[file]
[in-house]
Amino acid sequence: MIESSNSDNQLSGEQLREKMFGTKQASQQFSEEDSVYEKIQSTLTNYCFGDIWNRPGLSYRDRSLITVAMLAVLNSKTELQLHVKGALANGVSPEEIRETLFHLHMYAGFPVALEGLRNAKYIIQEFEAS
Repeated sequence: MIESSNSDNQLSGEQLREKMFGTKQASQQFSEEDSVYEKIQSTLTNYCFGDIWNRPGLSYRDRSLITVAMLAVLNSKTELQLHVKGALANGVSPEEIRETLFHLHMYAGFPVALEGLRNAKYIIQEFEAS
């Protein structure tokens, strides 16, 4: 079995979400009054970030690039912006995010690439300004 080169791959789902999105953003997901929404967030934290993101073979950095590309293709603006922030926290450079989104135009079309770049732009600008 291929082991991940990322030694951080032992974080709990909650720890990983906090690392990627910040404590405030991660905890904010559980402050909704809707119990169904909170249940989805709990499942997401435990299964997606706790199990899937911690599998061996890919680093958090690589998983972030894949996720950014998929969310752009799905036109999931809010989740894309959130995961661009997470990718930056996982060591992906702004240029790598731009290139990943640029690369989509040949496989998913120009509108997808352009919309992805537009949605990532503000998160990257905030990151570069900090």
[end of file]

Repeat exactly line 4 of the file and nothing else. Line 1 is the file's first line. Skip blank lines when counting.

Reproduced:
């Protein structure tokens, strides 16, 4: 079995979400009054970030690039912006995010690439300004 080169791959789902999105953003997901929404967030934290993101073979950095590309293709603006922030926290450079989104135009079309770049732009600008 291929082991991940990322030694951080032992974080709990909650720890990983906090690392990627910040404590405030991660905890904010559980402050909704809707119990169904909170249940989805709990499942997401435990299964997606706790199990899937911690599998061996890919680093958090690589998983972030894949996720950014998929969310752009799905036109999931809010989740894309959130995961661009997470990718930056996982060591992906702004240029790598731009290139990943640029690369989509040949496989998913120009509108997808352009919309992805537009949605990532503000998160990257905030990151570069900090």